The Great Recession

By Dean Sandifer

Most economists have now agreed that we are experiencing the worst recession since the Great Depression - that's over 80 years ago - and economists have coined the term "Great Recession" to express this viewpoint.

Economic measurements - e.g., number of people out of work, length of time before finding work again, number of discouraged workers who have left the labor force, the decline in the value of corporate and personal assets, etc. - all indicate the severe nature of this economic downturn when compared to past recessions.

About four months ago, I heard a radio interview with a local financial advisor talking about this recession. He said that we are experiencing a "financial recession" (unlike most past recessions), and that the only roadmap we have to go by is the Great Depression, which took almost 10 years to recover from. His estimate - using the Great Depression as a guide - was at least three, maybe five, more years before this recession is over.

Generally, Oregon wineries are experiencing a decline in demand for their products. This is especially true for higher priced wines and especially true for Pinot Noir (normally the highest-priced wine in a winery's portfolio). Consumers are no longer willing to purchase expensive Pinot Noir (i.e., wine priced over $20 per bottle retail).

This is also the message my out-of-state distributors and retailers tell me - by word and by deed. I last visited my Washington distributor about six months ago. One Seattle retailer I visited - who loves Oregon Pinot Noir - took me over to his Oregon Pinot selection and told me that the wines priced over $20 per bottle have not moved in the last four months; and there were lots of bottles to choose from.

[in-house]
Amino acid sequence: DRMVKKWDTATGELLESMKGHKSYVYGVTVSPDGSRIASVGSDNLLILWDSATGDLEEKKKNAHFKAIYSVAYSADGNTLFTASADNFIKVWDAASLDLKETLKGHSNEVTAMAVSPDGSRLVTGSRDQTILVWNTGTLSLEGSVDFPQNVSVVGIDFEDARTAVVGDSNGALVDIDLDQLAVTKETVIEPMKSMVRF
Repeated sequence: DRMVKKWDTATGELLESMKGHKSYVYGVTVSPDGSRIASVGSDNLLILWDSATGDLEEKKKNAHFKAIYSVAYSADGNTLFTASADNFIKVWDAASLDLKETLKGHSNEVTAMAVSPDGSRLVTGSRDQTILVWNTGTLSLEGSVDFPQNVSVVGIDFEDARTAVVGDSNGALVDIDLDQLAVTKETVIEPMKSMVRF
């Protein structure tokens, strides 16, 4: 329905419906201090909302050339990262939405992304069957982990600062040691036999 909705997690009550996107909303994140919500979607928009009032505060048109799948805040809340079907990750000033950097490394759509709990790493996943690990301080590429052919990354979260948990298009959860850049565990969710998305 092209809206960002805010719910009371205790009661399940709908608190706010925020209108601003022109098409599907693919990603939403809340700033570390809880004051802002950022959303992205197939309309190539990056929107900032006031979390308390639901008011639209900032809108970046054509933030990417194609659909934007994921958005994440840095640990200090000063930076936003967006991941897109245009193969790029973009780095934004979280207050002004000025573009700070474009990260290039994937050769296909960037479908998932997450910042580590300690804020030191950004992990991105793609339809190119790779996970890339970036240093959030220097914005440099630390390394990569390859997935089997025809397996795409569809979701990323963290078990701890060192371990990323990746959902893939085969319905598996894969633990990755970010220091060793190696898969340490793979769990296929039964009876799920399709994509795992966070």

Small wineries like mine, Domaine Coteau, that produce only Pinot Noir and solely feature wines for more than $20 per bottle, have been caught by this recession and are slowly dying.

Unless one has very deep pockets and is willing to lose money for the next three to five years, wineries like mine, and many others, cannot maintain in light of this new reality.

The reduction in demand for higher priced wines presents a difficult barrier to overcome for wineries. Wineries have already invested in their wines in terms of grapes, barrels, corks, labels, bottles, etc. Termed "sunk costs," these expenses are only recovered through sales.

But as sales are painfully slow, there's a slow cost recovery and slow inventory reduction, which creates a great burden on the financial structure (e.g., cash on hand, operating ratios, etc.) of the winery.

In order to stay afloat, wineries are pressured to lower prices in order to increase demand. In fact, some wineries have established "second" and even "third" labels. These labels normally carry a retail price of $20 or less and may contain the same wine previously sold at $30, $40 or $50 per bottle.

Though this strategy loses money, it protects the winery's major brand in terms of image and price while providing cash flow. Plus, it buys some time for the market to recover.

But establishing a secondary label takes time and money. Also, the winery must commit to making the new label for a good length of time because distributors want brands with longevity due to their own investment of time and money in a label's success. This strategy also loses money for the winery, as most Oregon wineries cannot turn a profit when their Pinot Noir sells for $20 per bottle retail.

While it does buy time, it also creates a major problem: consumers create a habit of buying low-priced wine. 

If this were to happen, there is a real fear that the market for Oregon Pinot Noir may never fully recover. Long financial recessions tend to create a permanent shift in the way people think and act - note the Great Depression and its influence on your parents' and grandparents' economic behavior.

For those wineries that survive this new mindset, grape and vineyard prices will need to decline to meet this shift in attitudes and buying habits.

With over eight million people out of work, it's easy to see that the high-end wine market will be slow to recover. People need extra money in their pocket to purchase wine - especially Pinot Noir, and this is the only way Oregon Pinot will regain its price point in the marketplace.

Many economists are predicting that it will take at least five years to bring the unemployment rate back down to 5.5 percent. Can Oregon wineries hold out that long?

Only time will tell. 


Dean Sandifer is the owner of Domaine Coteau, a high-end Pinot Noir winery located in Carlton.

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